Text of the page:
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Issy-les-Moulineaux has successfully moved its economy from an old manufacturing base to high value-added service sectors and is at the heart of the Val de Seinebusiness district, the largest cluster of telecommunication and media businesses in France hosting the headquarters of most major French TV networks.
Originally, Issy-les-Moulineaux was simply called Issy. The name Issy comes from Medieval LatinIssiacum or Isciacum, perhaps meaning "estate of Isicius (or Iccius)", a Gallo-Roman landowner, although some think the name comes from a Celtic radical meaning "under the wood".
In 1893 Issy officially became Issy-les-Moulineaux. Les Moulineaux was the name of a hamlet on the territory of the commune, apparently named Les Moulineaux due to the windmills (French: moulins) that stood there.
The town was once the location of the Château d'Issy, destroyed in 1871, former home of the Princes of Conti. On 1 January 1860, the city of Paris was enlarged by annexing neighboring communes. On that occasion, about a third of the commune of Issy-les-Moulineaux was annexed to Paris, and forms now the neighborhood of Javel, in the 15th arrondissement of Paris.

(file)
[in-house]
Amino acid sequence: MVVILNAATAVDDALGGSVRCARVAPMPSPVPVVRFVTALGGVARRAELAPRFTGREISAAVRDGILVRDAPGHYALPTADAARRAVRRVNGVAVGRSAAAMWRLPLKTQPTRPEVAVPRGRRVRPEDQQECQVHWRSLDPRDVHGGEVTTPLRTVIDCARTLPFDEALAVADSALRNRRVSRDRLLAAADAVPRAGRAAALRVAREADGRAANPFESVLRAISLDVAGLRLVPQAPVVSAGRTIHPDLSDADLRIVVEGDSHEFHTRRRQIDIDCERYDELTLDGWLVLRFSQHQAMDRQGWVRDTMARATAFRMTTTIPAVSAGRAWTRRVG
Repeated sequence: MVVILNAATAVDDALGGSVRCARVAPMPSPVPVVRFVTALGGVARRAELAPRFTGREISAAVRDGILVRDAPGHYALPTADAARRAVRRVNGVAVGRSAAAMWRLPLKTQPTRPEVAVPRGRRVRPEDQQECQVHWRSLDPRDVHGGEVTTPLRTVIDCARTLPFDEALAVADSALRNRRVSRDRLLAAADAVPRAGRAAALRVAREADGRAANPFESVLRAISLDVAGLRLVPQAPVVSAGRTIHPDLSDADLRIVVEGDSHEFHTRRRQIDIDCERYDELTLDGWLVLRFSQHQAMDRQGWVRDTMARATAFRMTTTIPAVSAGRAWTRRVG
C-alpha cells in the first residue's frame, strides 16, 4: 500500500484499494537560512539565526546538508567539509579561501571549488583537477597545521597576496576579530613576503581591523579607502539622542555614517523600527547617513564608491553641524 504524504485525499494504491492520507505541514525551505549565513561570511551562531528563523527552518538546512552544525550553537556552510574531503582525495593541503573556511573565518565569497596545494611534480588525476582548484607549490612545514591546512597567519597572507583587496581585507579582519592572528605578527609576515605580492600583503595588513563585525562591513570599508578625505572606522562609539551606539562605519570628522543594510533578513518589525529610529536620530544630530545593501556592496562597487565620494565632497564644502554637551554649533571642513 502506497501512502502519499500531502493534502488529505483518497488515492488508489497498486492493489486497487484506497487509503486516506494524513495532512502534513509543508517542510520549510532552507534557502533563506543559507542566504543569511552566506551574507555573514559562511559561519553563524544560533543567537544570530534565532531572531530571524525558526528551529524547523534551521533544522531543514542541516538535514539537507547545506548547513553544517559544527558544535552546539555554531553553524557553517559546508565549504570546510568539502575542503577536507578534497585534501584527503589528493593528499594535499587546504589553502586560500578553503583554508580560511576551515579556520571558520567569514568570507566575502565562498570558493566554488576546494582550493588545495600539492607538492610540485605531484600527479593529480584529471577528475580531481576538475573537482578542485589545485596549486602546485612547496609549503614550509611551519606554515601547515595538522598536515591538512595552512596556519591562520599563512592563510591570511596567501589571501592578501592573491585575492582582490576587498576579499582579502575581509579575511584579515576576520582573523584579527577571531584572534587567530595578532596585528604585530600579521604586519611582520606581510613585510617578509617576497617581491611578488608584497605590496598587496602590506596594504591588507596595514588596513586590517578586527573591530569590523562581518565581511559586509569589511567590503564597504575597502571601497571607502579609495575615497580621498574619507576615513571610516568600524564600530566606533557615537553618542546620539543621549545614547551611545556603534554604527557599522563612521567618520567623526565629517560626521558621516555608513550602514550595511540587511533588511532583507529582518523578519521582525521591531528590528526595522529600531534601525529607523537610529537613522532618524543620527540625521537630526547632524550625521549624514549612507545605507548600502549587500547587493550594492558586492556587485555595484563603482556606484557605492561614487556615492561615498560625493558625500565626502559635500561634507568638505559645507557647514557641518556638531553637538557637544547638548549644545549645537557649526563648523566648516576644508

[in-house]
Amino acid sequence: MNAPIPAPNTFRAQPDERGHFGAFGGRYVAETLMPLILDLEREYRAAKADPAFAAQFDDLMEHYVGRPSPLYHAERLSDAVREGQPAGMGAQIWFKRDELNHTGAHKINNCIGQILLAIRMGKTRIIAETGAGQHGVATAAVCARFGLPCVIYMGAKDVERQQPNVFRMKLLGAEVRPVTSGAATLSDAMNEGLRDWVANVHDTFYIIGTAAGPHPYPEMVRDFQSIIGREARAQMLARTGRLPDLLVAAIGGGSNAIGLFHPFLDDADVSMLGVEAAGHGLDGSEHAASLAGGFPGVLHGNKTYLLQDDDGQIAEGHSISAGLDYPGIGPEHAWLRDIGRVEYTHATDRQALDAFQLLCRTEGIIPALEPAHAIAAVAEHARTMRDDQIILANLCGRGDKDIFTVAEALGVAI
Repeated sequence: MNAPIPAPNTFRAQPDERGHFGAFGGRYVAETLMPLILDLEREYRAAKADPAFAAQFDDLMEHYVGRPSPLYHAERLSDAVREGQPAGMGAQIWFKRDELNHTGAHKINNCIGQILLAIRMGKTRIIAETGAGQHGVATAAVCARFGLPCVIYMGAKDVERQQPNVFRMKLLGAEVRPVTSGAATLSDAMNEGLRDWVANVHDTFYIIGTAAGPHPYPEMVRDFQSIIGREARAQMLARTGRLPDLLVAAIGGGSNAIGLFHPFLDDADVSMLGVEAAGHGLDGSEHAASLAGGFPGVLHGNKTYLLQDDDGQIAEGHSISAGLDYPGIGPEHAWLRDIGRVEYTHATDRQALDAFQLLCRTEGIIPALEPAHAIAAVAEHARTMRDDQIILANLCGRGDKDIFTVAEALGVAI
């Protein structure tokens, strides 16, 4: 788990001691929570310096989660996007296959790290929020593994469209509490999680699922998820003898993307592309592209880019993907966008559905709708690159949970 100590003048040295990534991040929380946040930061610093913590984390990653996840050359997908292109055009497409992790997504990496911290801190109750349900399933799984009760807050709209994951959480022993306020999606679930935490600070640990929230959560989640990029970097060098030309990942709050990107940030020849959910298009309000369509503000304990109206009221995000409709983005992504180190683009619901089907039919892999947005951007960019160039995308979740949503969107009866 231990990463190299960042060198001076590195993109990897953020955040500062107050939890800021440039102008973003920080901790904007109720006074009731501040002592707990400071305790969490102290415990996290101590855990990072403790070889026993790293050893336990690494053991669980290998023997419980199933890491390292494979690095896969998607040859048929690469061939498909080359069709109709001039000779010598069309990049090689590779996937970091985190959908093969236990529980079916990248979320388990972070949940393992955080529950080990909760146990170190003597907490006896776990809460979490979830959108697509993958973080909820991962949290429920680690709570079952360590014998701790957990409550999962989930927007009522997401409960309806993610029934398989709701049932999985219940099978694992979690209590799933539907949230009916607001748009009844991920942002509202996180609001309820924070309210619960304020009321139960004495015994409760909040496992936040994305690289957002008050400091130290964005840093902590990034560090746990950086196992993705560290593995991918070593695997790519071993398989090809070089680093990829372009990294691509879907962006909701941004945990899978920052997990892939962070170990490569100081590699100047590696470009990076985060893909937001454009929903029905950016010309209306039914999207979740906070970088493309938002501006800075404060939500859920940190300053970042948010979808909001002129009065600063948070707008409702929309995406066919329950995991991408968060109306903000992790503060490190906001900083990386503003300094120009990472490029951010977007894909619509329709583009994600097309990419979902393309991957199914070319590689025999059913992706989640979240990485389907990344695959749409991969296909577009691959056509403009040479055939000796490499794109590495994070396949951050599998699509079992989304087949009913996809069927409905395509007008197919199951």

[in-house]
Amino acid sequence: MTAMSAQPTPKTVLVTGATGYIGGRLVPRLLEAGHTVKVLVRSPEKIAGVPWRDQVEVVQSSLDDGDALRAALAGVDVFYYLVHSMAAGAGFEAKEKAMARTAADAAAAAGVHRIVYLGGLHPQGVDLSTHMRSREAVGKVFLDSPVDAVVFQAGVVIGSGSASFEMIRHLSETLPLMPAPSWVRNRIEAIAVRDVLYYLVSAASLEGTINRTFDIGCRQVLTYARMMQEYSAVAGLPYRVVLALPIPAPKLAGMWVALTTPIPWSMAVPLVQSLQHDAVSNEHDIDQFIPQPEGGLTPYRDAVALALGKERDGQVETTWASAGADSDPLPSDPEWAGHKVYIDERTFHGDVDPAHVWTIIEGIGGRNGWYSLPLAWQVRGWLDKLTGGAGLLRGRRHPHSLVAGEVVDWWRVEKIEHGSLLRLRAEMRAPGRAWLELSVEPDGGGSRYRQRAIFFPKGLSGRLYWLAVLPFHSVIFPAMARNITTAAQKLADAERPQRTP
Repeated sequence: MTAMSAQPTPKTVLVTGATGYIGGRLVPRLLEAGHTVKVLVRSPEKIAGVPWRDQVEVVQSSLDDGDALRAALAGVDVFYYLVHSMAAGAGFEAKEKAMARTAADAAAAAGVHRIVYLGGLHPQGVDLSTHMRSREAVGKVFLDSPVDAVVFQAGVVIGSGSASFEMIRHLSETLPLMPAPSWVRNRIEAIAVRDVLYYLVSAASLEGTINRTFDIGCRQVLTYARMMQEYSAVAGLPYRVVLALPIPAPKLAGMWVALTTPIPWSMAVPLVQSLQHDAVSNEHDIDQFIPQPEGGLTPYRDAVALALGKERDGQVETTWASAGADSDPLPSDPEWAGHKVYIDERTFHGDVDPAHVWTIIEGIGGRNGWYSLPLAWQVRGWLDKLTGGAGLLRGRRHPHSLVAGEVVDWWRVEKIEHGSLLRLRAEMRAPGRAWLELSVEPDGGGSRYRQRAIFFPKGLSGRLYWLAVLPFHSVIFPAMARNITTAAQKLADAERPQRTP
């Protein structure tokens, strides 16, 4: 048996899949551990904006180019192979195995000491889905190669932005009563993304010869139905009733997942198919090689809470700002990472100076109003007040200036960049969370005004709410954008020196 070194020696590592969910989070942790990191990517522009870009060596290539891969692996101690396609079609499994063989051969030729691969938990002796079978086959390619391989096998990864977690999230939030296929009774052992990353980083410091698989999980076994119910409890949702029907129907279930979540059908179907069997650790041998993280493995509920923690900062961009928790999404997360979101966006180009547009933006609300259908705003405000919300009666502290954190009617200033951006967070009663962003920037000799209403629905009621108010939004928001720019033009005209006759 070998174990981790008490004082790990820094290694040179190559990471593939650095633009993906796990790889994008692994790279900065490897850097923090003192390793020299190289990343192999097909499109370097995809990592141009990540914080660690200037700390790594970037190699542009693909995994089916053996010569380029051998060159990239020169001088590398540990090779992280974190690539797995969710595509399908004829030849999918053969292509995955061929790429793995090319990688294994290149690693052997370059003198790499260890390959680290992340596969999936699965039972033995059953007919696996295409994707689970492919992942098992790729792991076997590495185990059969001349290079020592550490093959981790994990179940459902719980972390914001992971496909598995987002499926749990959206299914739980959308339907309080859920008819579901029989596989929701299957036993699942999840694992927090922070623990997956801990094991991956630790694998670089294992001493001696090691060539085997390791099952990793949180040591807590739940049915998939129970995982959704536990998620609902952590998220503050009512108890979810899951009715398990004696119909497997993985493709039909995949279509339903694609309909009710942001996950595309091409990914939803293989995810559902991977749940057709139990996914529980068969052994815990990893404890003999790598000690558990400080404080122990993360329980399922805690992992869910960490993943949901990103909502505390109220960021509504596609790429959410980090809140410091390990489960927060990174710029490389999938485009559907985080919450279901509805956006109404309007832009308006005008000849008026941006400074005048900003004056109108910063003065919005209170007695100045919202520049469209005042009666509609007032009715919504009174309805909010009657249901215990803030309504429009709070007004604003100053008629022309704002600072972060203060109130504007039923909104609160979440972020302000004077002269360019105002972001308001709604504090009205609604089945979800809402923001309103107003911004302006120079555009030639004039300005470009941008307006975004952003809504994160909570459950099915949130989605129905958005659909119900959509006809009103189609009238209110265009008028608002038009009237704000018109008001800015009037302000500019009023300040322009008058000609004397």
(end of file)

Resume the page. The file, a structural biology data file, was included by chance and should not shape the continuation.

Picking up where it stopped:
Issy-les-Moulineaux is home to a community of 5,000 Armenians that have established themselves in the area since the 1930s. The community has two Armenian churches, an athletic club, a school, a monument dedicated to the Armenian Genocide, and a street named after Armenia called Rue d'Armenie, and Rue d'Erevan named after Armenia's capital Yerevan. Issy-les-Moulineaux became twin cities with Echmiadzin, Armenia in December 1989.
¹This group is made up largely of former French settlers, such as pieds-noirs in Northwest Africa, followed by former colonial citizens who had French citizenship at birth (such as was often the case for the native elite in French colonies), and to a lesser extent foreign-born children of French expatriates. Note that a foreign country is understood as a country not part of France in 1999, so a person born for example in 1950 in Algeria, when Algeria was an integral part of France, is nonetheless listed as a person born in a foreign country in French statistics.
²An immigrant is a person born in a foreign country not having French citizenship at birth. Note that an immigrant may have acquired French citizenship since moving to France, but is still considered an immigrant in French statistics. On the other hand, persons born in France with foreign citizenship (the children of immigrants) are not listed as immigrants.